Pastor Kaye's Blog

The Art of Listening

I’m sure if you asked each of us who volunteered at Pine Ridge Indian Reservation lastIMG_5752 week to distill the week into one word it would be different for each of us. Mine would be listening. You see, rather than building bunk beds, digging outhouses, putting on trailer skirting or building decks and steps, my “job” last week was to listen and learn from a Lakota elder. His name was Cornell. He grew up on the reservation, he was taught the Lakota language, traditions and spirituality in secret (because the government outlawed all those things for about 120 years, up until 1978), went to law school, trained with the FBI, was a Vietnam vet, taught all different grades of school and was currently teaching at the Lakota College. We had many, many things to learn from Cornell.

It is a struggle for me not to do, but to listen. Listening is an art that requires moving beyond the face-value, literal words to the context, the feelings, the emotions, and the background. It insists we remember that we don’t know everything. To listen means letting go of our judgments and stereotypes. It means letting go of our defensiveness in the face of new facts or information, or opinions that don’t jive with ours.

Cornell made it clear that he believed that each person has the right to tell their own story. Sometimes that means moving past our own indoctrination… what history or viewpoint have we been programmed with? Do we understand there is another perspective? As part of our class, Cornell took us to Ft. Robinson and to the Crazy Horse monument. He encouraged us to listen to the guides there and to read the information, then he’d tell us the other side of the story… the Indian’s story.

Mark Nepo, in Seven Thousand Ways to Listen, talks about listening until we see “the beauty of older things”… in other words, until we see something deeper and wiser, until we see the shadows of the spirit and feel the breath of the Divine.

I wonder what frame of mind we need to be in to truly listen? For me, I need to be open, patient, secure in myself (so as not to be judgmental or defensive). And yet I need to be humble enough to remember to stop talking, as I am liable to be forming my response or my next question in my head before someone else has finished talking. I can be so intent on making sure to get my two cents in that I’m apt to interrupt if I’m not practicing awareness.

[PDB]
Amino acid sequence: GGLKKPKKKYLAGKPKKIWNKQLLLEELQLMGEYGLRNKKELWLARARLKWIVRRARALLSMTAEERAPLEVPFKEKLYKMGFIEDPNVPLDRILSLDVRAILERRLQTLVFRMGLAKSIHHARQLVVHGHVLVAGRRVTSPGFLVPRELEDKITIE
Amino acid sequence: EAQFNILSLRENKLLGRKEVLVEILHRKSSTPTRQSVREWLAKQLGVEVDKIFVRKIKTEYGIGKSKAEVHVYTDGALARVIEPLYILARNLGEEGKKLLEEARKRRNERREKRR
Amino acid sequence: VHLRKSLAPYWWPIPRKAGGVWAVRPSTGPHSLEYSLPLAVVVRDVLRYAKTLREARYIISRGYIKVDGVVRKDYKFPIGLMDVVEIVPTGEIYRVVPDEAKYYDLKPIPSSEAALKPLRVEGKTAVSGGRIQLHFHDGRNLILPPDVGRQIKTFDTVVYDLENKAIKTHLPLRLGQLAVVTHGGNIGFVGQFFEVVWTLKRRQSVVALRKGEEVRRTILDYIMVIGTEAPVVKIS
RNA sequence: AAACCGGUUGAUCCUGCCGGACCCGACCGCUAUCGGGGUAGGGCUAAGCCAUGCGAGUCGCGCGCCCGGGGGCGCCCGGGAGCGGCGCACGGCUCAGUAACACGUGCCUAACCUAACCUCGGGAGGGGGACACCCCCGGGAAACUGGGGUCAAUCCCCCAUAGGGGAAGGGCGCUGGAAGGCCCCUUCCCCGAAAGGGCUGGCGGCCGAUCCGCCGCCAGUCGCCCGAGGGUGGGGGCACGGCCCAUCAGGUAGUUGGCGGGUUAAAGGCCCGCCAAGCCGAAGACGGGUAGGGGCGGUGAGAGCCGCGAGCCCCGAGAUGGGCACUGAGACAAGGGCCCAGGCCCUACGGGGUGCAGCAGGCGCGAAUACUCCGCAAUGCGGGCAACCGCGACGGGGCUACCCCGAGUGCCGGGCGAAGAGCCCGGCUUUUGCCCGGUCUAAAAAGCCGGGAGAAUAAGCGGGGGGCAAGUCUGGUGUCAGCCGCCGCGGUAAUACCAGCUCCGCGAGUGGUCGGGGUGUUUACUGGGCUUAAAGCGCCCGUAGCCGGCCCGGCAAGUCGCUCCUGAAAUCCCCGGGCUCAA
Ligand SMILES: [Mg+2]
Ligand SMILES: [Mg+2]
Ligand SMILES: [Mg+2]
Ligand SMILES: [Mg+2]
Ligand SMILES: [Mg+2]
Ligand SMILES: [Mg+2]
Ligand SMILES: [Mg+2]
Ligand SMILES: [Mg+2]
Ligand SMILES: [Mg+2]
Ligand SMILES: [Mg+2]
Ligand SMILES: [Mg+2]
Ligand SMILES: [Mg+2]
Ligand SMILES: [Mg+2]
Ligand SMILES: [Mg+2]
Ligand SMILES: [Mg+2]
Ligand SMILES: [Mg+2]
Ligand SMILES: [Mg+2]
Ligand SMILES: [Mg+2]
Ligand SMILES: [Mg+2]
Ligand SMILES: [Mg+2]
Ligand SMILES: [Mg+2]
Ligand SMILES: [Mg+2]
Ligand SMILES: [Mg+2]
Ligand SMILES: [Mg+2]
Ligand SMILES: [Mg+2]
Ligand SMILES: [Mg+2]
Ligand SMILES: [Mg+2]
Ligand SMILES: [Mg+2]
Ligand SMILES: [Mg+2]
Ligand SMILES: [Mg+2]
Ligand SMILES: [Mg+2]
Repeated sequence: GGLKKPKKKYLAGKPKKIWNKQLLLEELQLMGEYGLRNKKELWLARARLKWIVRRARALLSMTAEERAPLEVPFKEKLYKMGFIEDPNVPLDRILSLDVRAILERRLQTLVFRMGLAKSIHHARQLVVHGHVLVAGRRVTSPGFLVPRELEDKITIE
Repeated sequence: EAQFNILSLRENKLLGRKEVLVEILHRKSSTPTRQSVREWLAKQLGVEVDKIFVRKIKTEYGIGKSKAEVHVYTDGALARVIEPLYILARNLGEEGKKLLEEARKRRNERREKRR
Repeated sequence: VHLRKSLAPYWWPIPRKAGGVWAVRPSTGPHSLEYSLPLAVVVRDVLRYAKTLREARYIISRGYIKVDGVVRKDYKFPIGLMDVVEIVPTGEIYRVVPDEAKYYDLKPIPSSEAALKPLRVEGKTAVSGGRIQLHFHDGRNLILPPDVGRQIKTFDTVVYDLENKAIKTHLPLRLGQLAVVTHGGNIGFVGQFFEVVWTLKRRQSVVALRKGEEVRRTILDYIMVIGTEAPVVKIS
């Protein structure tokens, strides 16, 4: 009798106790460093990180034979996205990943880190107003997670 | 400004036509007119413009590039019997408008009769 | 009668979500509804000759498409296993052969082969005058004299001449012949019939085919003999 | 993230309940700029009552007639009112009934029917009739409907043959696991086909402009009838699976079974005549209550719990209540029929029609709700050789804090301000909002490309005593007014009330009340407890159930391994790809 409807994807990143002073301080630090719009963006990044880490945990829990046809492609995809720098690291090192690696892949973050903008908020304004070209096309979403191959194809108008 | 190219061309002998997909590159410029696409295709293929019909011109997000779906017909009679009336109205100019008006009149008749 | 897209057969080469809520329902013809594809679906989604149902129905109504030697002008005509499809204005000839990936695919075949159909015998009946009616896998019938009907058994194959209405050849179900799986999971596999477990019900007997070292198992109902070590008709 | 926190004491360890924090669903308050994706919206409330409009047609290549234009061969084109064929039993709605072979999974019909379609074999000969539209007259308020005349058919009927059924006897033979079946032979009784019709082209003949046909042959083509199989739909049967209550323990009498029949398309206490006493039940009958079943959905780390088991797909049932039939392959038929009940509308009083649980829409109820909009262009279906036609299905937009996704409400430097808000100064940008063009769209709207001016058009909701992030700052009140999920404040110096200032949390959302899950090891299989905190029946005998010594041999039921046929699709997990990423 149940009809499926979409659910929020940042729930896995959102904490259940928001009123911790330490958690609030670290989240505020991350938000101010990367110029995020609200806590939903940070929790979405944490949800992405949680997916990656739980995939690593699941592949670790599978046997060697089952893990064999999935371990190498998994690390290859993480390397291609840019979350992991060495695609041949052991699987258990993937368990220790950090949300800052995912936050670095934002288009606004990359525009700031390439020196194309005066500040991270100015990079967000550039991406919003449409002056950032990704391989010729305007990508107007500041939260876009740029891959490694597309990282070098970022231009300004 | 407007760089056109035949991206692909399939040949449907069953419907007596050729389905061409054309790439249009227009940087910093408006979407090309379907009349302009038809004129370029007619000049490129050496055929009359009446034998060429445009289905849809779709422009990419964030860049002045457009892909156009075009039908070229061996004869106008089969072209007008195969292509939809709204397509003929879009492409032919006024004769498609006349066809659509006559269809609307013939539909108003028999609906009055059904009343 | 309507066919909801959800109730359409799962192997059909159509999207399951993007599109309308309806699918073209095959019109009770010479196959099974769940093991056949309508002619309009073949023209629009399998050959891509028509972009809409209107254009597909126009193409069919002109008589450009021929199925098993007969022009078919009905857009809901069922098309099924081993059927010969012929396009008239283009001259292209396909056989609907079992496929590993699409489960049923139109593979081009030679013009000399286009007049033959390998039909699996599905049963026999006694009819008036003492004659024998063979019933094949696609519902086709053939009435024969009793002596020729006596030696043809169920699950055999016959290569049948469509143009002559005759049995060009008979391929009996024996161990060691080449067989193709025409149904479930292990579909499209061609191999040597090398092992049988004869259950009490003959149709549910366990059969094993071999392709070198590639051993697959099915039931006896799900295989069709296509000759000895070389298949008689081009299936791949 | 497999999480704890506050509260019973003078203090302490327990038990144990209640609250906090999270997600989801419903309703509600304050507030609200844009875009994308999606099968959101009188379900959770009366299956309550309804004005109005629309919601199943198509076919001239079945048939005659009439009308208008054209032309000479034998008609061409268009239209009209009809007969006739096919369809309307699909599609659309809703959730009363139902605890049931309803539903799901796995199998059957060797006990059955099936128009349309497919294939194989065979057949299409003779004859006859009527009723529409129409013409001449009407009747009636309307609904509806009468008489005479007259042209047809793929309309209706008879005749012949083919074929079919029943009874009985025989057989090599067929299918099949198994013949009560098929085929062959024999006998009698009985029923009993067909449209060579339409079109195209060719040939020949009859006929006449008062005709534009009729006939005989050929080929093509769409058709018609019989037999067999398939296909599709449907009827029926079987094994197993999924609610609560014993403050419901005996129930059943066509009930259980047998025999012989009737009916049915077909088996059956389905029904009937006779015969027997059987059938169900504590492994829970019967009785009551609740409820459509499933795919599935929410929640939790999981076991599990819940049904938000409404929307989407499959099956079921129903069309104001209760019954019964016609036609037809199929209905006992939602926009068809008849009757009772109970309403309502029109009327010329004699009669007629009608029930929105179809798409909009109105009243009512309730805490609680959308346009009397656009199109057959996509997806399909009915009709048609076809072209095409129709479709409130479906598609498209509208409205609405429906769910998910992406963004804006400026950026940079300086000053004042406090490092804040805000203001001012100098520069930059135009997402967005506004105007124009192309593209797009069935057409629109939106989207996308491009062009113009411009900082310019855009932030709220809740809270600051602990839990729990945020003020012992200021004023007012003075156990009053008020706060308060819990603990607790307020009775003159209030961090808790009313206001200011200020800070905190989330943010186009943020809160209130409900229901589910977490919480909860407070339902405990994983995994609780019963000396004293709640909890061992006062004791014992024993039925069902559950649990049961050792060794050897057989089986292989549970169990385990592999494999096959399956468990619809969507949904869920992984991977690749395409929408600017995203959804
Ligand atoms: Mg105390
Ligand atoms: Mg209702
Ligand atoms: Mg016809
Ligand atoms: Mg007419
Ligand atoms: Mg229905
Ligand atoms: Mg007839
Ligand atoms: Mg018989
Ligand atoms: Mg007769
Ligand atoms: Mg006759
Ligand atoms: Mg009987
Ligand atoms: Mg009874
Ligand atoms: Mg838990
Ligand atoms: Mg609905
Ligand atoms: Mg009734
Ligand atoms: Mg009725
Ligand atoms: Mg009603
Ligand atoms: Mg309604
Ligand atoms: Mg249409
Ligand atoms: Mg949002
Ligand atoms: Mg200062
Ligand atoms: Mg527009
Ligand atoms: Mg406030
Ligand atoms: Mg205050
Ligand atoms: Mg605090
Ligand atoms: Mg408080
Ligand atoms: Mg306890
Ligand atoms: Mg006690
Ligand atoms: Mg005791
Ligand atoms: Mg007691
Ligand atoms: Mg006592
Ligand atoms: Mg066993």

It seems there is always something we can’t hear and so, Nepo says, we need to cultivate the humility to recognize there is more to life than we know. Can we listen to where the universe is nudging us to look and learn? Nudging us out of our comfort zones? Can we listen to what appears in our path over and over? What do we block with our judgments? What do we ignore because it is the harder path – even if it is the better, higher path?

Finally, can we allow ourselves to be touched and changed by what we hear? The stories of Pine Ridge shatter the stereotypes and the white man’s history that we’ve been taught. The stories of suicide, genocide, depression and discrimination will break your heart. But will we let them change us? Soften us? Or strengthen our resolve to stand with the Indians?

To honor life we must hold it as sacred and listen to what it teaches. What we learn must become part of our “geography,” as Mark Nepo says.  What has become visible and true must not become invisible again. What we learn about ourselves and our truth we cannot allow to become invisible again. To honor God, once we become aware of something, we cannot pretend to be ignorant of those things. It is often easy to lose touch with what we’ve gained, so we must be committed to “retrieving the ever-present sense of the sacred.”

Listen to the movement of the wind between the grasses.
Listen to the spaces between the words.
Listen to the story inside the person.
Listen to your inner reactions to life around us.
Listen to your heart and intuition.
Listen to the gentle touch and guidance of the Spirit.

Love & Light!




This is the final message in a series on the four elements: Earth, Water, Air and Fire.

Elemental Spirituality is the concept that reconnecting with the four elements (Earth, Water, Air and Fire) can connect us to the Divine in new ways. Through the elements we can see, touch, taste, and experience a Sacred Essence that isn’t just present in supernatural events, but is present to us everywhere at all times. The ground we walk on, the water we drink and bathe in, and the air we breathe are part of the sacred web of life. Bringing this back into the forefront of our consciousness will hopefully prompt us to walk through our daily lives more aware, alive and whole, no longer taking for granted the essence of the Divine all around us.

So, we turn today to Fire…